Video: A Hands-On Look at the New Korg Wavestate | NAMM 2020

Back in the early 1990s, Korg released an innovative new synthesizer called the Wavestation. It racked up accolades all over the community for introducing the world to Wave Sequencing—a brand-new method whereby different PCM waveform data is played successively, giving players continuously evolving, multi-timbral sounds just by holding down a single key.


Korg
Wavestate
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Now, 30 or so years later, Korg is back with a brand-new synth that definitely has it roots in the Wavestation format—but don't call it a reissue. The Wavestate is what Korg sees as the "next step in digital synthesis," taking its cues not only from the legendary Wavestation but also from an examination of modular synths, various grooveboxes, and algorithmic composition.

With this second generation of Wave Sequencing, for example, players are getting so much more than just a single unique pattern repeated over and over in perpetuity. Wave Sequencing 2.0 splits apart the timing, sequence, and melody of a sample so that the sounds you hear can evolve and change more organically. It also adds extra manipulatable characteristics, like shapes, step-sequencer values, and gate times.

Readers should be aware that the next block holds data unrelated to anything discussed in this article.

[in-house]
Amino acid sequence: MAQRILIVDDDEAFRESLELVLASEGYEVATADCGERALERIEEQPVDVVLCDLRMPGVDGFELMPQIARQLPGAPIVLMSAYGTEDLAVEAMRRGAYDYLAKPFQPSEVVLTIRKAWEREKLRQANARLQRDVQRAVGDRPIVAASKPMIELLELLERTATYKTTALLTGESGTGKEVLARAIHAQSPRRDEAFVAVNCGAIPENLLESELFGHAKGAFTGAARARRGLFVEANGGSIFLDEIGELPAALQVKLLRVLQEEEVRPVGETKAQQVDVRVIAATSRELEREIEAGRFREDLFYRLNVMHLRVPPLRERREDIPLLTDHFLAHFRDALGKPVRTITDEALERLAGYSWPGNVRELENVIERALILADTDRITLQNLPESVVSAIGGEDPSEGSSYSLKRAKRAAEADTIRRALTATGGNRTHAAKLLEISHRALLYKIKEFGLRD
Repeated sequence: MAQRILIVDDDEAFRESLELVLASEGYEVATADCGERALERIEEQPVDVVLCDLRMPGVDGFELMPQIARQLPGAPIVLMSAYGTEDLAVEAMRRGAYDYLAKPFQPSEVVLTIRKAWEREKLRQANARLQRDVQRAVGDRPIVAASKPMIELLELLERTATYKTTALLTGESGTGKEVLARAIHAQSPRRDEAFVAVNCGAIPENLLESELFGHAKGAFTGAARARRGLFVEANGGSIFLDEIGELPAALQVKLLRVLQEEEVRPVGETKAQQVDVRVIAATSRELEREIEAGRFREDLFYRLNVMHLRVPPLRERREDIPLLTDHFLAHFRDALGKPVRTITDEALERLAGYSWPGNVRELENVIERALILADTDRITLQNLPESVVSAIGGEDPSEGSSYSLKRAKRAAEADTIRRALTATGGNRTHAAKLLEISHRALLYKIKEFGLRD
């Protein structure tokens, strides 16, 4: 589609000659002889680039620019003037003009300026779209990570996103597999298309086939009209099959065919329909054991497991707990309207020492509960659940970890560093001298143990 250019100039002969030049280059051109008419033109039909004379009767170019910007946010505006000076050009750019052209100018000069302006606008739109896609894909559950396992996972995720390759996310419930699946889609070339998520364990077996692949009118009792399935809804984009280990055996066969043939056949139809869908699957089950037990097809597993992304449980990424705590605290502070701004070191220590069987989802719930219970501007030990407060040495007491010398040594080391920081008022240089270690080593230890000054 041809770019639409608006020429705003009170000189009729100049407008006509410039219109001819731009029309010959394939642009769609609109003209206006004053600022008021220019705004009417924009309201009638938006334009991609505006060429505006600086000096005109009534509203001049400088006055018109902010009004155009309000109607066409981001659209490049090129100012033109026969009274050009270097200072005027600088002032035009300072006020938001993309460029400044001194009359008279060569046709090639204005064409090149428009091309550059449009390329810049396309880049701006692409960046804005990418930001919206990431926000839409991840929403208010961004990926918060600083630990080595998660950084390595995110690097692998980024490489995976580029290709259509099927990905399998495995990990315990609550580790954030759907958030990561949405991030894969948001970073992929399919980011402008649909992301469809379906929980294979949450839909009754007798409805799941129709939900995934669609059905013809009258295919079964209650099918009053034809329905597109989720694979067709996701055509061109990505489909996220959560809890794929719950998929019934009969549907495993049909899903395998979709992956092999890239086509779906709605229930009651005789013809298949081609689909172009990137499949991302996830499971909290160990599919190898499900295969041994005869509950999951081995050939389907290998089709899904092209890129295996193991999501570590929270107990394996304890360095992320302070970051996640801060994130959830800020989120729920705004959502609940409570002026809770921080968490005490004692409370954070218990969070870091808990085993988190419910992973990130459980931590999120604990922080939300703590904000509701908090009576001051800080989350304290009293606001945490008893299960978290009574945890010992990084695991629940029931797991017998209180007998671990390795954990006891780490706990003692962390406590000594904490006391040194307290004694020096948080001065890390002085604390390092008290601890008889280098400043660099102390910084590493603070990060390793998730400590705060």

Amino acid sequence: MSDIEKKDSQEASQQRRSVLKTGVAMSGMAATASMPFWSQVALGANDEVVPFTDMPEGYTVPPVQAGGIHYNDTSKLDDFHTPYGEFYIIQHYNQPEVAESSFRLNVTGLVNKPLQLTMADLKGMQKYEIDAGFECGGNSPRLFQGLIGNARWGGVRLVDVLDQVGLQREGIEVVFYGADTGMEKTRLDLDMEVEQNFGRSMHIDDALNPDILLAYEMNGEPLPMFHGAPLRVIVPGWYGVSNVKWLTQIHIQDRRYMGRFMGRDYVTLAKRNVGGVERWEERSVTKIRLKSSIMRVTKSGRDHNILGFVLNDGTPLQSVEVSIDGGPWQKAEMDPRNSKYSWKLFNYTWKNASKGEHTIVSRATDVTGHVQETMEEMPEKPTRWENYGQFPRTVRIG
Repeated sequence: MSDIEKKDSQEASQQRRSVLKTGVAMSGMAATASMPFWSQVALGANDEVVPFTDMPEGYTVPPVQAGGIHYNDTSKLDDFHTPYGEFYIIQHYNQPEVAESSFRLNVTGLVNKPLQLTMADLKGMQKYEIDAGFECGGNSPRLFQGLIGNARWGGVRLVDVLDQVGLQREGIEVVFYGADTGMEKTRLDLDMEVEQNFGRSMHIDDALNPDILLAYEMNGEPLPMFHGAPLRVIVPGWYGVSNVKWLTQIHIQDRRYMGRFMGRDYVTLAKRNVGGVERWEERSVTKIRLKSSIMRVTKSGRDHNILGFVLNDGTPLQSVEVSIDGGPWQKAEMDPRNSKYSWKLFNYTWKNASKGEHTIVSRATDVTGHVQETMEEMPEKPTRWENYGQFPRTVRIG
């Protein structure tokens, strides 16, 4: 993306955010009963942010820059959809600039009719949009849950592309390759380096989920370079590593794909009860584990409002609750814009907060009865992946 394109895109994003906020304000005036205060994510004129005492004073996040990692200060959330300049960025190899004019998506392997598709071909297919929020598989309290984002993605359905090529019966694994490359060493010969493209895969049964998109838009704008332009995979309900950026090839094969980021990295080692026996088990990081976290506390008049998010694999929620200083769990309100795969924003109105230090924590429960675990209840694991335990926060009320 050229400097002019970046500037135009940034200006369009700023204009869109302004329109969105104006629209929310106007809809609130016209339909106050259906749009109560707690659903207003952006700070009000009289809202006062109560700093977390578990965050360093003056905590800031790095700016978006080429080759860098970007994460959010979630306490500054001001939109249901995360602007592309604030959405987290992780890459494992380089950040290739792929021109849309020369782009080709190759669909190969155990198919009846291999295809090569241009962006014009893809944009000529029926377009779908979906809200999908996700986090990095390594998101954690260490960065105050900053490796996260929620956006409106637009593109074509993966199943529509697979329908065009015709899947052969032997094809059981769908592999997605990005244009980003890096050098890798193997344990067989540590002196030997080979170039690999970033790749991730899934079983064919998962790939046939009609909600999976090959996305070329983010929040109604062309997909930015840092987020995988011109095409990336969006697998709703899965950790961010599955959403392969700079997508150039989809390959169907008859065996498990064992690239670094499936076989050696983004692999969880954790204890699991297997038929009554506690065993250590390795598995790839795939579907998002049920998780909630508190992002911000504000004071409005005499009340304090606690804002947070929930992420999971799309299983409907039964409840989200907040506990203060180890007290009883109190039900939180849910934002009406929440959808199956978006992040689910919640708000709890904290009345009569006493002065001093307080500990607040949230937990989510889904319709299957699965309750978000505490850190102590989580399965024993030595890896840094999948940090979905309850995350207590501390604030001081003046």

If you're looking for even more inconsistency or randomization in your sounds, just hit the "dice" icon on the front panel to engage the Wavestate's intelligent randomization effect, which lets you randomize either the entire sound or any individual aspect—the filter, effects, or sample lane.

While remaining compact and easy to slide into any production rig or studio space at 37 keys, the Wavestate also manages to be satisfyingly tactile, with dedicated front-panel controls for basics like filters, LFOs, effects, and envelopes. It also features eight programmable modification knobs, which can be used to tweak real-time performance (along with the Wavestate's expression controls, like the modulation wheel or Vector Joystick) or to save a special new sound.

As you might expect from a 2020 release, the Wavestate also features a sample library that's more than a thousand times larger than the original Wavestation's. Pair that with its impressive cache of filters and massive arsenal of effects, and we can see why Korg isn't calling it a reissue.

For a more in-depth look at the new Wavestate and its Wave Sequencing 2.0, check out our video above. Click here to order yours on Reverb now. Or discover all vintage, used, and Korg gear on Reverb here.

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